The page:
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Publication numberUS4697295 A
Publication typeGrant
Application numberUS 06/916,797
Publication dateOct 6, 1987
Filing dateOct 8, 1986
Priority dateOct 8, 1986
Fee statusLapsed
Publication number06916797, 916797, US 4697295 A, US 4697295A, US-A-4697295, US4697295 A, US4697295A
InventorsGail W. Garrison
Original AssigneeGarrison Gail W
Export CitationBiBTeX, EndNote, RefMan
External Links: USPTO, USPTO Assignment, Espacenet
Floor cleaning device
US 4697295 A
Abstract
A floor cleaning device the use of which does not require the use of one's hands. The device is a towel-like member provided with a pair of pocket members on its top and bottom surfaces. Each of the pocket members is specifically configured and dimensioned to slideably receive therein a human foot so that one desiring to clean a floor may insert one's feet in different ones of the pockets and walk across the support surface to be cleaned after having applied a suitable cleaning solution to the support surface. The act of walking constitutes scrubbing of the support surface.
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Claims(3)
What is claimed is:
1. An article of manufacture useful for cleaning floors, comprising:
a flat, flexible, absorbent cleaning member of predetermined configuration;
said cleaning member having a top surface and a bottom surface;
a pair of substantially laterally spaced pocket members formed on said top surface;
each of said pocket members being of sufficient dimension to slideably receive therein at least a portion of a human foot;
said pocket members being spaced sufficiently far apart to allow an individual with a foot in each pocket to walk without tripping,
and a pair of substantially laterally spaced pocket members formed on the bottom surface of said cleaning member;
whereby the cleaning member may be inverted and its use continued when one surface thereof has exhausted its cleaning capacity.
2. The article of claim 1, wherein said cleaning member is of generally rectangular configuration, wherein said cleaning member has a transversely disposed leading edge and a longitudinally spaced trailing edge parallel thereto, and wherein said pocket members are disposed adjacent said leading edge.
3. The article of claim 1, wherein said cleaning member is of generally rectangular configuration, wherein said cleaning member has a transversely disposed leading edge and a longitudinally spaced trailing edge parallel thereto, and wherein said pocket members are disposed substantially intermediate of said leading and trailing edges.
Description
BACKGROUND OF THE INVENTION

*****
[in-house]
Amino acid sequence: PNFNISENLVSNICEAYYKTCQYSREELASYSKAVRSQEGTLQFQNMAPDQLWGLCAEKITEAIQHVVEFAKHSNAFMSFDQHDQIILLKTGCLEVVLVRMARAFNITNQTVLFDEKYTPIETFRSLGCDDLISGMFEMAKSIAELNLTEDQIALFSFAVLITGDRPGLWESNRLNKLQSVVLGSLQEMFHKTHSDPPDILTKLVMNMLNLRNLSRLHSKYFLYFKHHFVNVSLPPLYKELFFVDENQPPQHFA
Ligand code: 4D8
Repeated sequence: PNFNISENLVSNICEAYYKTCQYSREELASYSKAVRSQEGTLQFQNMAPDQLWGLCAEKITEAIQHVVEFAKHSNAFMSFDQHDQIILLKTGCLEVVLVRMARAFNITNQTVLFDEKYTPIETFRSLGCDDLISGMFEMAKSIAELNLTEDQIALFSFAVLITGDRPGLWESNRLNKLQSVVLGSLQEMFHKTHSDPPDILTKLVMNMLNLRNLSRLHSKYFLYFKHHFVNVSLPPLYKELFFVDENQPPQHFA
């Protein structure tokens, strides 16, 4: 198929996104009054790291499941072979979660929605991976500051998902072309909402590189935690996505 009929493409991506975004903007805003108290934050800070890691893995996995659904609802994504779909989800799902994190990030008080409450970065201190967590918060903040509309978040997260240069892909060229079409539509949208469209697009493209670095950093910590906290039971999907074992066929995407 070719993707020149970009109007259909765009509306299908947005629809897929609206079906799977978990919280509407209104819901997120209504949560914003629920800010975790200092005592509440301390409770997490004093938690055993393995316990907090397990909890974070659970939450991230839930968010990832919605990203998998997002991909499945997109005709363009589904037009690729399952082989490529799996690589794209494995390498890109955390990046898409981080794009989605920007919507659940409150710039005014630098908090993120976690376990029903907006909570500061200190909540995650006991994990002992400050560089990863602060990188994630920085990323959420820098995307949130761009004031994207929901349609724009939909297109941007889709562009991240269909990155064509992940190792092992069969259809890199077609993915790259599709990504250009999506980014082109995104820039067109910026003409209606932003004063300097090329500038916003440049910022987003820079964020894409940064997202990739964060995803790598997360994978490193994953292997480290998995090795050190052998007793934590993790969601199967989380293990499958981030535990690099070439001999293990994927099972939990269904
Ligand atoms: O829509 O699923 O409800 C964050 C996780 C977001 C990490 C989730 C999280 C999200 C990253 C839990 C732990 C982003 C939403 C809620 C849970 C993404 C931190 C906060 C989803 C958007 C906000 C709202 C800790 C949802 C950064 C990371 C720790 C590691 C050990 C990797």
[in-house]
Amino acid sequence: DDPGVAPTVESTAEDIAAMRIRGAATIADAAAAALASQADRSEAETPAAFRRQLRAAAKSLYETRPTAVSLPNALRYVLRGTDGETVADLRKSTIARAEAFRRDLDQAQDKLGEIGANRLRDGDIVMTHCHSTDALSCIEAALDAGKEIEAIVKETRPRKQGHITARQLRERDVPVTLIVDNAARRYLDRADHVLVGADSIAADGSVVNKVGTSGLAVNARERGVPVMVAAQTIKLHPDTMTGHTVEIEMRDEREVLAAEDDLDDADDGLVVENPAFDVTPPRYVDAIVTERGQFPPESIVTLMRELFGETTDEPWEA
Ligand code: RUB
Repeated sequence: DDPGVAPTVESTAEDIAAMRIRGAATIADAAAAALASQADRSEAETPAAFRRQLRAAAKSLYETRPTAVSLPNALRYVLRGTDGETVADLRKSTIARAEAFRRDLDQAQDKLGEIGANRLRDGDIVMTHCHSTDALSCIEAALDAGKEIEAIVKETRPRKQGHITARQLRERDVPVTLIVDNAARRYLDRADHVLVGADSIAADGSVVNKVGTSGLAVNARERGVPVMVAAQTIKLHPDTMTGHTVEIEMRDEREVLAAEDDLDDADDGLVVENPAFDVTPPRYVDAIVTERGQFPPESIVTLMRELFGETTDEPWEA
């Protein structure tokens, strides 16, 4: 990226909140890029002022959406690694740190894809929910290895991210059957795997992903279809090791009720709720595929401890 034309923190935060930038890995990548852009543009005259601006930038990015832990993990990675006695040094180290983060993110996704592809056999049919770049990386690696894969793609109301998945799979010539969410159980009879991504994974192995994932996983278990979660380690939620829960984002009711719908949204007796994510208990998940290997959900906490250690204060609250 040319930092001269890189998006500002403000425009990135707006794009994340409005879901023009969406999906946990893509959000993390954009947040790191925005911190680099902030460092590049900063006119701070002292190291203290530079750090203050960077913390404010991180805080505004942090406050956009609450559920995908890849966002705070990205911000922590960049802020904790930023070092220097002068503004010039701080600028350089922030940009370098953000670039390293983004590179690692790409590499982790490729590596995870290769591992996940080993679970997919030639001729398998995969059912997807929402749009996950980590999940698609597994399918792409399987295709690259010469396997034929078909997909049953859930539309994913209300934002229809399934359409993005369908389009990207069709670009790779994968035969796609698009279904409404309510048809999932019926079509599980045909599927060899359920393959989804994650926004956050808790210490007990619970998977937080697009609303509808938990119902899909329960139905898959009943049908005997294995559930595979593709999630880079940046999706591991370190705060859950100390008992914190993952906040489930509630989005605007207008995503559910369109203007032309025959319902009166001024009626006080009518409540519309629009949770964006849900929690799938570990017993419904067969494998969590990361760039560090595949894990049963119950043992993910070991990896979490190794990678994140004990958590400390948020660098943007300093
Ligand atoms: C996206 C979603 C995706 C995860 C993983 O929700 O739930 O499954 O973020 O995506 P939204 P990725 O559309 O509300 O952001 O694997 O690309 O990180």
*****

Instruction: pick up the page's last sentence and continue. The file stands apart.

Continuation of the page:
1. Field of the Invention

This invention relates, generally, to floor cleaning devices and more particularly relates to human-powered floor cleaning devices.

2. Description of the Prior Art

A search of United States patents that was conducted prior to the filing of this disclosure indicated that the following patents have heretofore been awarded in the field of this invention:

U.S. Pat. No. 1,569,854 to Doerr (1926) shows a hand-worn cleaning mitt; U.S. Pat. No. 1,975,260 to Englander (1934) also shows a hand-worn item; U.S. Pat. No. 2,323,098 to Mintzes and others (1943) shows a reversible shoe shine kit; U.S. Pat. No. 3,761,991 to Moss (1973) shows a floor cleaning device that is attachable to a mop and U.S. Pat. No. 4,224,712 to Black and others (1980)shows a cleaning device that is worn as an apron.

The hand worn mitts of the prior art do not allow the user thereof to remain standing during the floor-cleaning process, and more importantly, do not allow the person cleaning the floor to apply his or her hands to tasks other than the cleaning job.

The mops of the prior art do allow the user thereof to remain standing, but the hands of the user must be dedicated to manipulation of the mop thereby excluding the performance of other tasks during the mopping procedure.

There is a need for a floor cleaning device that allows the hands of the user thereof to remain free for the performance of other tasks, but a device that could fulfill such need does not appear in the art.

SUMMARY OF THE INVENTION

The article of manufacture that is the subject of this invention is a modified towel, in its preferred embodiment. The modification includes the addition of a pair of foot-receiving pockets provided on each surface of the towel, sufficiently spaced so that when one slides one's feet into the pockets, one can walk in a normal manner or in a shuffle if desired, without fear of tripping. The pockets are preferably closed at the toe end thereof and open at the opposite end to receive a foot therein.

It is therefore understood that the primary object of this invention is to provide a floor cleaning device the use of which does not occupy the user's hands.

The invention accordingly comprises the features of construction, combination of elements and arrangement of parts that will be exemplified in the construction hereinafter set forth, and the scope of the invention will be indicated in the claims.

BRIEF DESCRIPTION OF THE DRAWINGS

For a fuller understanding of the nature and objects of the invention, reference should be made to the following detailed description, taken in connection with the accompanying drawings, in which:

FIG. 1 is a plan view of a first embodiment of the invention; and

FIG. 2 is a plan view of a second embodiment of the invention.